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tour business

Modus operandi:

Expect the

Unexpected Master’s Touch Christian Charter Service & Tours By David Hubbard Drawing on his education in counseling and pastoral ministry, Warren Micale served his faith as a pastor for 18 years in Phoenix, AZ, and drove buses for other companies on a part time basis. He came to realize the motorcoach business was for him. Nearly 13 years ago, he and his wife relocated to the community of Prescott Valley 90 miles north of Phoenix where they founded their company, Master’s Touch Christian Charter Service & Tours. “The name is completely attributed to God,” says Micale. “It respects his creation of the many beautiful places we take our passengers.” The company took delivery of its first Van Hool in October 2000 and set out on the maiden voyage in November. The Micale’s began by providing charter service to their many church-related connections. However, at the insistence of more than a few satisfied customers, they decided to start marketing some of their own tours. Today, two full-time sales representatives keep the fleet on the road year-round throughout the continental United States and Canada. The Master’s Touch fleet includes three T940 Van Hools, which carry 57 passengers with one wheelchair equipped, and one customized for 45-passengers. The fleet also includes a Temsa T35 36-passenger coach and two Mercedes Benz Sprinter buses. Some coaches have seats removed to allow for more passenger leg space and greater comfort for tour passengers. Micale’s plan is to remove more seats in the Temsa T35 and install a rear galley to serves drinks and snacks. The company offers extended coach tour and cruise combinations. One such 18-day excursion entails a coach tour to Seattle, WA, where the customers board the ship for a cruise through the Alaska inside passage before returning to Arizona on a completely different coach tour itinerary. Another tour travels to California where customers board a cruise to Hawaii and tour four islands, where the company rents vans for its own shore excursions.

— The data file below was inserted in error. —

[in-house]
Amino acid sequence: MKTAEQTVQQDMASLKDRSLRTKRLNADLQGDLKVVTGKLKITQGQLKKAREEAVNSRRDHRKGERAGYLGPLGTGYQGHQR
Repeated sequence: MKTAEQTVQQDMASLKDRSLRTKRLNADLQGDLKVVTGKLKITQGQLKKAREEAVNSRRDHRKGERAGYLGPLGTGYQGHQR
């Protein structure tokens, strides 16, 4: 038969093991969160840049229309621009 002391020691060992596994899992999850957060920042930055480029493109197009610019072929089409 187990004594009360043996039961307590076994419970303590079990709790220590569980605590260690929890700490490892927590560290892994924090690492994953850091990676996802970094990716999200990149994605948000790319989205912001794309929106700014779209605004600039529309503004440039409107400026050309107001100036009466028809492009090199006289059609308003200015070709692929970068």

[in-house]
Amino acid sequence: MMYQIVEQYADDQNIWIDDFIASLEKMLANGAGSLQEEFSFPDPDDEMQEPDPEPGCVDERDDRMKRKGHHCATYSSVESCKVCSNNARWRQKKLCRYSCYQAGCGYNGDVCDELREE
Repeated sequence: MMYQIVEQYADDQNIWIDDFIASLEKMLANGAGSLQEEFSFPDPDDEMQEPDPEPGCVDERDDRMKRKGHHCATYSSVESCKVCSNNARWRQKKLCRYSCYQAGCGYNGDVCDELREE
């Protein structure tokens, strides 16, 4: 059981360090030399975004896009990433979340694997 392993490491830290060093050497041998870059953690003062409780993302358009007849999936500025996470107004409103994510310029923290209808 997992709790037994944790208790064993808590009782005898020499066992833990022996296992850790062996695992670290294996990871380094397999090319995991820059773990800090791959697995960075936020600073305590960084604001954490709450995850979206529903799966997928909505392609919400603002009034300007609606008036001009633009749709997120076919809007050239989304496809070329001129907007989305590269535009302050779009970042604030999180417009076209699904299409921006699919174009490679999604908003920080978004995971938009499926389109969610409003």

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Flexible customized itineraries Several factors set Master’s Touch Tours apart and grab the attention of its clientele. One is a penchant for customized scheduling, which typically includes plenty of surprises. Another is its practice of employing tour hostesses for every trip to answer questions and assist with needs of the passengers. Master’s Touch employs man and wife teams to serve as the onboard team of driver and hostess. “We research, arrange and conduct our tours as if each of us were traveling on our own,” says Micale. “We want our passengers to feel like they are traveling with family.” He says his staff seeks out destinations and attractions that are off the beaten path and not part of the normal tour itineraries. “We try to maintain a balance between the preferred sites and surprises of our own,” Micale says. “On every tour we do something that is not on the publicized schedule. We never know entirely what is going to happen, nor do we necessarily want to know. Surprises make our tours special.” Last year on a tour to Branson, the driver sidetracked to give passengers a look at Tiger Sanctuary. In Utah, they took

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Master’s Touch passengers travel in comfort on one of three T940 Van Hools.

in Goosenecks State Park where buses do not typically visit. “We’ve visited ice cream factories, car factories and jelly bean factories,” says Micale. “We even made an impromptu visit to the Kona Coffee Plantation and the Macadamia nut farms in Hawaii. We have no issue checking out something we haven’t seen before. In fact, our regular customers have come to expect these types of surprises.” He says other operators have also told him this is no way to run a tour company. “But it certainly works for us,” says Micale. “We’ve been surprising our customers for over 12 years.” In addition to its natural involvement with the Christian community, Master’s Touch markets to the public and typically attracts senior travelers. Micale says one regular customer just completed her 72nd excursion with Master’s Touch. Another couple has participated in nearly every one of the company’s thirteen cruise tours. From its rather remote base in Prescott Valley, AZ, the company enjoys an extensive reach, building tours for churches and other organizations in California, Ohio, Florida and New York.